In Pictures: Frozen in Time
Photographer Murray Ballard catalogues the world of cryonics, which involves freezing a dead person’s body in liquid nitrogen until technology has advanced enough to bring them back to life.
Photographer Murray Ballard’s Best Shot
‘This is a cryonics lab. Four whole bodies can be frozen in each vat. But just getting your head done is cheaper’
Kate Abbott, The Guardian (August 15, 2011)
One day, in the future, the people who chose to have either their heads or their whole bodies cryogenically preserved will look back at these photos as the in-between-time in their lives.
So the theory of cryopreservation and eventual reanimation suggests.
I’m still not sold on the idea that cryopreservation will work but I am fascinated by the people who opt for the procedure.
I am also curious what happens when people who died a century (or more) ago find themselves in a world which has moved on without them. That specific problem fascinates me the most.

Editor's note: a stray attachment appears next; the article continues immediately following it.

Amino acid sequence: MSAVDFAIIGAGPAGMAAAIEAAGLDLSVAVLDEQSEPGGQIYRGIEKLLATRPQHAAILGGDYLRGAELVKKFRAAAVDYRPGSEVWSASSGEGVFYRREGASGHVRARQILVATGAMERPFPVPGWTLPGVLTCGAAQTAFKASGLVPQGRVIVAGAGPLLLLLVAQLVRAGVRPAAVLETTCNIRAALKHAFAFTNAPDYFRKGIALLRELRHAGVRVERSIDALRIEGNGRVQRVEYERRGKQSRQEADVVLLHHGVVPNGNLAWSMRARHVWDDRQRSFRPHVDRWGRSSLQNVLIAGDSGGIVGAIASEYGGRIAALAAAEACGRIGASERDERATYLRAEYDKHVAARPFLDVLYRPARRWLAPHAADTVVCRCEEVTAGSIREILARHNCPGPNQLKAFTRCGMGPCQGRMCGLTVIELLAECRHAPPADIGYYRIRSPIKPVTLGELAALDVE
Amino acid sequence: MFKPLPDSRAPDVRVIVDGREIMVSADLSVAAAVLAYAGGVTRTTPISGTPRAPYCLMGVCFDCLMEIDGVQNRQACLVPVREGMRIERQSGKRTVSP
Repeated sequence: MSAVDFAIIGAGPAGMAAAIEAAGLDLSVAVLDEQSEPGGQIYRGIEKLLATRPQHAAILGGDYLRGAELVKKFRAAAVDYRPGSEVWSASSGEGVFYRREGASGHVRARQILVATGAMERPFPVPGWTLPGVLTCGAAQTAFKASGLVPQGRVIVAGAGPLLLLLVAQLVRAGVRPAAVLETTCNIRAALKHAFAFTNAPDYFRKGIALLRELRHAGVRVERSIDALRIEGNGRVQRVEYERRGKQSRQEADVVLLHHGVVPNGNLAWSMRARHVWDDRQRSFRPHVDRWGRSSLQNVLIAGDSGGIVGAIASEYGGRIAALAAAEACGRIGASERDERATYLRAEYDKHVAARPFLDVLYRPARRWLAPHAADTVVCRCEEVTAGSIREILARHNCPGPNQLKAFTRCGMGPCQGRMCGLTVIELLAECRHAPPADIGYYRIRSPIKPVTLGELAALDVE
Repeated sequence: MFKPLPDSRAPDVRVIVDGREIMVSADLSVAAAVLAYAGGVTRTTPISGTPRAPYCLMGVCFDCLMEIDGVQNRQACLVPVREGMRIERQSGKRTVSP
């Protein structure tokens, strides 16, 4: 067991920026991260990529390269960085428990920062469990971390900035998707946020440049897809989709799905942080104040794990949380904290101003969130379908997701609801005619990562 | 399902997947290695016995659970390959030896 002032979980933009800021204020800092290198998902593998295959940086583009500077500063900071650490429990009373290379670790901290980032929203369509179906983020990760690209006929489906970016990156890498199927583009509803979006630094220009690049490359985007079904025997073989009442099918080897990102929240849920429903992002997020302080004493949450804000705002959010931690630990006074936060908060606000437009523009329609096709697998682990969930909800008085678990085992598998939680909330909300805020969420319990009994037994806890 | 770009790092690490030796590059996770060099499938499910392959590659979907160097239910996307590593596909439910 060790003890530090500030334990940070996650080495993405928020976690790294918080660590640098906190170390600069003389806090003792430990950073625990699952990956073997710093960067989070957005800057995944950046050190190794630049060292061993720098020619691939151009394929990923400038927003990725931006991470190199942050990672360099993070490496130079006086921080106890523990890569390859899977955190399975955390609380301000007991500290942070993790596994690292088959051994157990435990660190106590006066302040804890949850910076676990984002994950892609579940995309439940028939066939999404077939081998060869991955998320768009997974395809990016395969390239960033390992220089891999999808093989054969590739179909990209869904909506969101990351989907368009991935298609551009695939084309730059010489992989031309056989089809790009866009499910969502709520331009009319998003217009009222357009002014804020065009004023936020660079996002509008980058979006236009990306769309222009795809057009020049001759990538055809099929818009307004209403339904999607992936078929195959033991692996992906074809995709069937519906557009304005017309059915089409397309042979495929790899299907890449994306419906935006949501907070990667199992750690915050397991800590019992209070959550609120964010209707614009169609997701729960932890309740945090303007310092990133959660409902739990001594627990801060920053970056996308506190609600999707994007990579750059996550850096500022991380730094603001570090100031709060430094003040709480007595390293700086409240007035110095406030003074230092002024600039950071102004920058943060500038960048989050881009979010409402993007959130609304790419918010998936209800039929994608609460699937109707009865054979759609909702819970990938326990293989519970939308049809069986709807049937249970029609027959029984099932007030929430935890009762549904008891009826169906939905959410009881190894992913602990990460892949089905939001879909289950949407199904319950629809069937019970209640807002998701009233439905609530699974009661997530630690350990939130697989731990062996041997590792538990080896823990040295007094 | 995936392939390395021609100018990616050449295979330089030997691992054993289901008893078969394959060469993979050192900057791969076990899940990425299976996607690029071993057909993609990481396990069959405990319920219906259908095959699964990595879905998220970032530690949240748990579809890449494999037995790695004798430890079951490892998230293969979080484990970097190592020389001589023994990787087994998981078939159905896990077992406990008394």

But we are not here today to discuss the practicalities of cryopreservation. No no. We’re here to discuss photography. It just so happens that a new photography exhibition by Murray Ballard has opened in Bradford, England and it captures how the cryopreservation process appears to the non-cryogenically preserved individual.
Ballard’s images, which can be seen in the articles at the top, show how industrially heavy the cryopreservation process becomes. I was also struck by how low-tech the entire process looks in these photographs.
Robert Ettinger, the man considered to be the ‘father of modern cryogenics,’ recently died and you can read his obituary here. His body was cryopreserved after he died.
And here is a little 1990’s era cryopreservation humor….